Moulin Rouge
Starring: Nicole Kidman, Ewan McGregor, John Leguizamo, Jim Broadbent

Baz Luhrmann

Writing credits: Baz Luhrmann & Craig Pearce
Distributor: 20th Century Fox * 120 minutes
Rated: PG-13
  (USA 2000)

Ewan McGregor.

There. That's all you need to know about MOULIN ROUGE. Now go see it.


No, not really. But for all the hype given the former Mrs. Tom Cruise, MOULIN ROUGE is Ewan McGregor's movie, and ought to be the vehicle that finally turns the droll Scotsman into a star. Yes, MOULIN ROUGE is the escalatio-ad-absurdum of director Baz Luhrmann's career, one that started with the deceptively harmless and charming SIMPLY BALLROOM, upped the ante with Leonardo DiCaprio as a twentieth century Venice Beach Romeo, and now reaches a zenith with this Alphonse Mucha On Even More Hallucinogens vision -- but without McGregor to keep the film anchored in some kind of sanity, MOULIN ROUGE is simply too much peyote on an empty stomach.

At its core, MOULIN ROUGE is La Traviata disguised as a Mickey Rooney/Judy Garland movie. The icy Nicole Kidman is Satine, a dancehall queen/courtesan who represents money to Moulin Rouge impresario Zigler (the valiant Jim Broadbent, playing W.S. Gilbert after drinking funny Kool-Aid). By selling herself to the evil Duke of Monroth (a snivelingly evil Richard Rosbergh), she will generate the revenue Zigler needs to produce "Spectacular, Spectacular", a strange theatrical endeavor put together by none other than Henri de Toulouse Lautrec (John Leguizamo), here portrayed as a dwarfed, Gallic Corky St. Clair from WAITING FOR GUFFMAN instead of as the foremost poster artist of La Belle Epoque. However, Satine's willingness to sacrifice herself to an evil rich guy for the communitarian good is thwarted when Christian, the penniless writer recruited by Lautrec, appears on the scene, offering True Love.

If this is all starting to sound very much like TITANIC to you, you're not alone. MOULIN ROUGE's story is cribbed from so many other films I lost track. But who cares if the story isn't original, or even particularly compelling. MOULIN ROUGE, like "Spectacular, Spectacular" itself, is about spectacle; about production values; about what an artist is capable of doing with the medium of film. And as such, it succeeds smashingly.

MOULIN ROUGE boasts one of the best opening sequences you will ever see. A curtain opens, revealing a bandleader with Cab Calloway's best moves. Sepia-toned credits in an art nouveau font swoop through he air, landing in the Moulin Rouge, a club that looks like Bob Fosse's Cabaret circa 1900, then swooping back to reveal a vision of Paris as imagined by Tim Burton. From there, MOULIN ROUGE becomes a hallucinogenic pastiche of color, music, and other sensory mayhem. From a hip-hop version of Lady Marmalade, to a can-can production of Smells Like Teen Spirit, to the unforgettable sight of Jim Broadbent, winner of this year's Good Sport Award for Excellence in Hollywood, in a duet version of Madonna's Like a Virgin, MOULIN ROUGE is sort of like MTV in Hell.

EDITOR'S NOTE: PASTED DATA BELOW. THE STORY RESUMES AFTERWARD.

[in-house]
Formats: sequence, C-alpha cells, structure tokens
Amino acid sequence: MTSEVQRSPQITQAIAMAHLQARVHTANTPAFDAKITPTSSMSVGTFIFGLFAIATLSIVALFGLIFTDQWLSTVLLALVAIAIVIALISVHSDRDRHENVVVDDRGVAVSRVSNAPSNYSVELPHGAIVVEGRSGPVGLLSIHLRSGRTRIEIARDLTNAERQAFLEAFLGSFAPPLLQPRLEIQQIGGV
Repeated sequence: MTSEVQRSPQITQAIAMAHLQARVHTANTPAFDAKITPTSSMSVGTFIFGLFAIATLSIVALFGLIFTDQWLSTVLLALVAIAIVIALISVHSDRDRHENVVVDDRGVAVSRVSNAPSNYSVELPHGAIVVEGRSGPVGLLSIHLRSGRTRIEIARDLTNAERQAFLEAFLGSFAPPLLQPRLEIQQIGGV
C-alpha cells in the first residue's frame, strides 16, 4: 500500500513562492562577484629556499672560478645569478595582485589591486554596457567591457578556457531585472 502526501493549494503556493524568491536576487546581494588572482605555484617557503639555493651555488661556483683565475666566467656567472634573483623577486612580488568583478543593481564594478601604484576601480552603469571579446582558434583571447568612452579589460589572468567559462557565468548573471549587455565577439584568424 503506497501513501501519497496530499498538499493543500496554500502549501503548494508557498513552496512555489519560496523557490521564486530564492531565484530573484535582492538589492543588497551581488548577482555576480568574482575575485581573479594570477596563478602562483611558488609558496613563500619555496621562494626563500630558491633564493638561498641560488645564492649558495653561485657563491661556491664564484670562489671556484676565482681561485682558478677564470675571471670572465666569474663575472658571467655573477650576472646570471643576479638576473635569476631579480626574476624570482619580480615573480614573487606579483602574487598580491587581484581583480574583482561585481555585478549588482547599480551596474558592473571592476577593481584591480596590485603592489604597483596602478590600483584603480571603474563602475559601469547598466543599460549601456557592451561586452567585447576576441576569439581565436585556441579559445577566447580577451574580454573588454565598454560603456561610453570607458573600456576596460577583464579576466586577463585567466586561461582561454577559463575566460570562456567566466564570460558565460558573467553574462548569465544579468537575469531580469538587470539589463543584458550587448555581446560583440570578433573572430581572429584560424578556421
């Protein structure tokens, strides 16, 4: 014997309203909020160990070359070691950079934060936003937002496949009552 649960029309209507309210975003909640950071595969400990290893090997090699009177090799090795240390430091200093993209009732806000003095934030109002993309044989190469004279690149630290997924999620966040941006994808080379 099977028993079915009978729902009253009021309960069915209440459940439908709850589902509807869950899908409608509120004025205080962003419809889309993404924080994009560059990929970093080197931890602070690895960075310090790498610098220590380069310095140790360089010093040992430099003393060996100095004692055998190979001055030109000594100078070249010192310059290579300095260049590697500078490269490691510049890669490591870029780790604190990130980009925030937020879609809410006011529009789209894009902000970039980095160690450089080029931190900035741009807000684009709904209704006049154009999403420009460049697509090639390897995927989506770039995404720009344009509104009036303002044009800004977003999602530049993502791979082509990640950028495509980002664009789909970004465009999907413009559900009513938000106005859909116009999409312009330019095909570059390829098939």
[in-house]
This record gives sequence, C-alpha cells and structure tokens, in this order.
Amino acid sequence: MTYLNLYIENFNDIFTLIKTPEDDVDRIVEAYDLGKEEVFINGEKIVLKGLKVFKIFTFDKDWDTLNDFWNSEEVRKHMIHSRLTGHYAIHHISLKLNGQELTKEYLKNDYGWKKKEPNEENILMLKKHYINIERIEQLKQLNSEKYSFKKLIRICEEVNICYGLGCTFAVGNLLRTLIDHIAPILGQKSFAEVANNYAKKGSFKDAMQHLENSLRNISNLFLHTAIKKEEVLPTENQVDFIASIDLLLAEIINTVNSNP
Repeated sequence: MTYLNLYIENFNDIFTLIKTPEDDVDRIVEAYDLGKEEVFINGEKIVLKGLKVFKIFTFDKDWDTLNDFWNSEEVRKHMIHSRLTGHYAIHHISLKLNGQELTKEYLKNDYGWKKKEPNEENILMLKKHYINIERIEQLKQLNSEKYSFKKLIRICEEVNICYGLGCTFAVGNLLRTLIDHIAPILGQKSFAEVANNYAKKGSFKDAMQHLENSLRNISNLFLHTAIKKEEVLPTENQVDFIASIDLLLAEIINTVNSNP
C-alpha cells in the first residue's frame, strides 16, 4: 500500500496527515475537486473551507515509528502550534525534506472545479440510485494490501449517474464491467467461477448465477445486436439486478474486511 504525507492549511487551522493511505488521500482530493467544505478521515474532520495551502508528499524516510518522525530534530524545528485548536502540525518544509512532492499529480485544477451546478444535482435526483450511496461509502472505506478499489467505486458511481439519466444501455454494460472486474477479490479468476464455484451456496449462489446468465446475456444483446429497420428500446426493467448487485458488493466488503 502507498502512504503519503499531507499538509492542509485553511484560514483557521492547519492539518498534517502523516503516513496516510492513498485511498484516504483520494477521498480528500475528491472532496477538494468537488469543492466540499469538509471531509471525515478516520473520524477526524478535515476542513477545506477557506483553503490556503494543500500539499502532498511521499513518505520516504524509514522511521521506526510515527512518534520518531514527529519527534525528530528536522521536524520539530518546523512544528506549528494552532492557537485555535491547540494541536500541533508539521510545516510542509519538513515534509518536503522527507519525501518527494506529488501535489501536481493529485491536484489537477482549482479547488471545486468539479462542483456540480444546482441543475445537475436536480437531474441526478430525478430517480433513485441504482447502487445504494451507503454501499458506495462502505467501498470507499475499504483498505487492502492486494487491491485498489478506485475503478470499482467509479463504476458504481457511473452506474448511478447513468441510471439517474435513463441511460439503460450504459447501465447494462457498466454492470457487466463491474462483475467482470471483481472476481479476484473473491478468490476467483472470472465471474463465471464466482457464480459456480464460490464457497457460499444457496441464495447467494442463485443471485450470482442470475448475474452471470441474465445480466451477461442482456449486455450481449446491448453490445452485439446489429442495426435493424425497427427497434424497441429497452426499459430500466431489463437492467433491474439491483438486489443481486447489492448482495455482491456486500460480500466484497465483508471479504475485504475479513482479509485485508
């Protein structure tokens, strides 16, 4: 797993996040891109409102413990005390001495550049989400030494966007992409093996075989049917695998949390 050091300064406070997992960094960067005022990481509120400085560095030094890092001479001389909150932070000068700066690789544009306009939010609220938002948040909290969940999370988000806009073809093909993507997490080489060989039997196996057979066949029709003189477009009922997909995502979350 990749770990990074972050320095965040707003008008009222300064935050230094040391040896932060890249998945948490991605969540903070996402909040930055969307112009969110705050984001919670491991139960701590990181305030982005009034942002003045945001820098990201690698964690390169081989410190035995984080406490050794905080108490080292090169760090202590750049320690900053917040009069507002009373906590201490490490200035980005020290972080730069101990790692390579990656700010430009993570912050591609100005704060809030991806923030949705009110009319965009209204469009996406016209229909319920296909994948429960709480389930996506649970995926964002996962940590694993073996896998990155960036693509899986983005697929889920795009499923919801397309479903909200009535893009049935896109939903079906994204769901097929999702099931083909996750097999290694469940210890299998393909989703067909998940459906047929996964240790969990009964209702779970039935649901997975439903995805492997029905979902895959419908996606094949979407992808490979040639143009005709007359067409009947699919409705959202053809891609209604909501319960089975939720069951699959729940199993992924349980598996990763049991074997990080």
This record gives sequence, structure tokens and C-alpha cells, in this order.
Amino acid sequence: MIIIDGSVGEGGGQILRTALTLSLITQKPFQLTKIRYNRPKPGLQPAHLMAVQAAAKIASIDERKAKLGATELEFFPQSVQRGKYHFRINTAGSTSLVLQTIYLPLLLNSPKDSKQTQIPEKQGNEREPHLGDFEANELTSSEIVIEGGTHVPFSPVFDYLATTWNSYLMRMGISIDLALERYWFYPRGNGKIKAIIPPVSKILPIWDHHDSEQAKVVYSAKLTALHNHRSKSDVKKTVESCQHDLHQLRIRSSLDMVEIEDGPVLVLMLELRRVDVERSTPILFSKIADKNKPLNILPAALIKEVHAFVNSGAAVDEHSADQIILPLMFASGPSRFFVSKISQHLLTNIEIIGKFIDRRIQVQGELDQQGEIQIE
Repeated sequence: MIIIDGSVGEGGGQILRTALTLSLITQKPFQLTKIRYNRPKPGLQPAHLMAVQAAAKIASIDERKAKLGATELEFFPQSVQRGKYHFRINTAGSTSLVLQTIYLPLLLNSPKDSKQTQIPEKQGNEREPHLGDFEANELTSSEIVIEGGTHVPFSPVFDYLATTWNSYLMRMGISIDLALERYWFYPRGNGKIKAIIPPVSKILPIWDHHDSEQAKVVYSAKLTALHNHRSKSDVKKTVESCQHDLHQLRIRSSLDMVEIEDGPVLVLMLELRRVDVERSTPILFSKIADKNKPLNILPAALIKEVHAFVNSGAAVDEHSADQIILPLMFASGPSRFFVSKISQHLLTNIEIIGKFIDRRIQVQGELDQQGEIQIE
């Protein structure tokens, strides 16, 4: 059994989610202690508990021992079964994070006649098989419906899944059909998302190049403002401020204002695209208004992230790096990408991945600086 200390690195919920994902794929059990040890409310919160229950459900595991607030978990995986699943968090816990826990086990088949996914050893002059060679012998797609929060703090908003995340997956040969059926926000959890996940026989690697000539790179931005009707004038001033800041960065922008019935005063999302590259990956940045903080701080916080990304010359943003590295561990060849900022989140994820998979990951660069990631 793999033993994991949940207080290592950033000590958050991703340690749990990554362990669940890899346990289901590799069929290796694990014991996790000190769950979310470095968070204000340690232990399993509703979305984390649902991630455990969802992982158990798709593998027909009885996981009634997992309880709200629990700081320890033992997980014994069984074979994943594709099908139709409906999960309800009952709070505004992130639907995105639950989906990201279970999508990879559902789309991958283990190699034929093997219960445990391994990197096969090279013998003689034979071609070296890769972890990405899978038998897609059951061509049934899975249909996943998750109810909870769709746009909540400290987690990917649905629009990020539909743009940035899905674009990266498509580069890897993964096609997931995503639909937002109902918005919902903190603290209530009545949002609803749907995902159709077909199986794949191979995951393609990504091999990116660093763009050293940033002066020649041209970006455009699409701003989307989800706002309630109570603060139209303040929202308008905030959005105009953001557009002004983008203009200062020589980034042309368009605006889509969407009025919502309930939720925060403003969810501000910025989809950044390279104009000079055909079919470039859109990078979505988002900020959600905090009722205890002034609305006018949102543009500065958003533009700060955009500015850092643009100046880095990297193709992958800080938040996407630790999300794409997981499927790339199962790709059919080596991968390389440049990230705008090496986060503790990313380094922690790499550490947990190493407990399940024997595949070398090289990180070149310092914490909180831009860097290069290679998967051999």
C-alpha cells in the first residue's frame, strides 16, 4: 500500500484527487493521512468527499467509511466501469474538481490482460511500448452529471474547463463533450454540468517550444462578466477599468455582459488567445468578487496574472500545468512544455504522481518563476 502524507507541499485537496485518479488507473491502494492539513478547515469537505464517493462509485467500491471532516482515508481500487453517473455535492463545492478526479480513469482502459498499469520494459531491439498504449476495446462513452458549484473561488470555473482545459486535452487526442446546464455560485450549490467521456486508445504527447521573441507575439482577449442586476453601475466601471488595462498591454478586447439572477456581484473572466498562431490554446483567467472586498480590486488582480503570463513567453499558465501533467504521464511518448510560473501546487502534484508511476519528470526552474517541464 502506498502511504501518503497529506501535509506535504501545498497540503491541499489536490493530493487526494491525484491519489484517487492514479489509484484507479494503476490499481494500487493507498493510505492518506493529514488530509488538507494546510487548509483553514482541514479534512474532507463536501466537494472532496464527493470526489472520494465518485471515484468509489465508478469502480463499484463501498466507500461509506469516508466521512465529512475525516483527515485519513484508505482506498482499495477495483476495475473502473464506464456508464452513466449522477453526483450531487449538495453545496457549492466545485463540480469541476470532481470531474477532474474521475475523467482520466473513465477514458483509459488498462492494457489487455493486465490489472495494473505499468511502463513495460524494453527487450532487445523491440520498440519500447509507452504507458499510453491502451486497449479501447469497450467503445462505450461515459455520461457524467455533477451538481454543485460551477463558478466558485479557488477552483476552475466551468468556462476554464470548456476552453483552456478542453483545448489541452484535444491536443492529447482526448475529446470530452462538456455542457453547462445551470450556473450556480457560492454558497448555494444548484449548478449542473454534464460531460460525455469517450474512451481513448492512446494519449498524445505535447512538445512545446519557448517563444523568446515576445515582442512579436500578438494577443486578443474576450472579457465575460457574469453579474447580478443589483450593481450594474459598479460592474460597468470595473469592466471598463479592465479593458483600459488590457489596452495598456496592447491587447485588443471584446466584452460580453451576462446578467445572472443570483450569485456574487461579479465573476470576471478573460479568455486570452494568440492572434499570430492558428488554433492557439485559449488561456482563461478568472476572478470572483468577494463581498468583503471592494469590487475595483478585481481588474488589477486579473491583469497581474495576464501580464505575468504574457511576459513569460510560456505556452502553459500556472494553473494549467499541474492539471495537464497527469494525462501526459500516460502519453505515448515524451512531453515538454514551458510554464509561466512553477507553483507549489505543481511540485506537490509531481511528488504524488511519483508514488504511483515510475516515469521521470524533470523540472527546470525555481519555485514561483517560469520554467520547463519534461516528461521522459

Yet behind all of the color and magnificence, MOULIN ROUGE is an oddly downbeat movie musical, reminiscent more of Dennis Potter's PENNIES FROM HEAVEN than of SINGIN' IN THE RAIN. Just as Dennis Potter's Arthur Parker wishes life was like the sheet music songs he sells, Baz Luhrmann, via the character of Christian, understands our somewhat adolescent need to turn pop song lyrics into symbols for life. And in the process of conveying to us that need, Luhrmann makes a divine revelation:

That crazy Scot can sing!

Boyish charm has long been Ewan McGregor's stock in trade, but Christian is the most boyishly charming of all of McGregor's characters. And who'd a thunk he had such a marvelous voice? I'm not talking adequate, like Edward Norton in EVERYBODY SAYS I LOVE YOU, we're talking a big, Broadway can belto voice, with vibrato and everything. I knew that Elton John's debut schmaltzkrieg Your Song was part of the repertoire in this film, but McGregor manages to make it tolerable, even listenable, proving that he need not reveal his light saber in order to give a knockout of a performance.

We already know from PORTRAIT OF A LADY that Nicole Kidman looks dynamite, no, luminous in a corset, and MOULIN ROUGE is the corset flick to end all corset flicks. With the whitest skin this side of Bernadette Peters, she may be luminous but she's a cold as ice in every role. Fortunately, the hard-bitten Satine is a role that requires exactly this sort of brittleness, and Kidman manages to soften it around the edges just enough to make Satine the doomed, tragic heroine she needs to be.

Much has been made of MOULIN ROUGE's role in single-handedly bringing back the old-fashioned movie musical, in which people burst into song for no good reason. Yet it is more TOMMY than GIGI. Woody Allen captured the spirit of the movie musical's heyday in EVERYBODY SAYS I LOVE YOU, complete with cheesy dancing. MOULIN ROUGE is something new, a musical for those who cut their teeth on the rapid-fire editing and dizzying colors of MTV, albeit with just the right art nouveau touches for atmosphere.

You don't mind, do you, if we here at Cozzi fan Tutti are insufferably pleased with ourselves, for we were Art Nouveau before Art Nouveau was cool.

- Jill Cozzi

Read Gabriel's review of MOULIN ROUGE




Review text copyright © 2000 Jill Cozzi and Cozzi fan Tutti. All rights reserved. Reproduction of text in whole or in part in any form or in any medium without express written permission of Cozzi fan Tutti or the author is prohibited.


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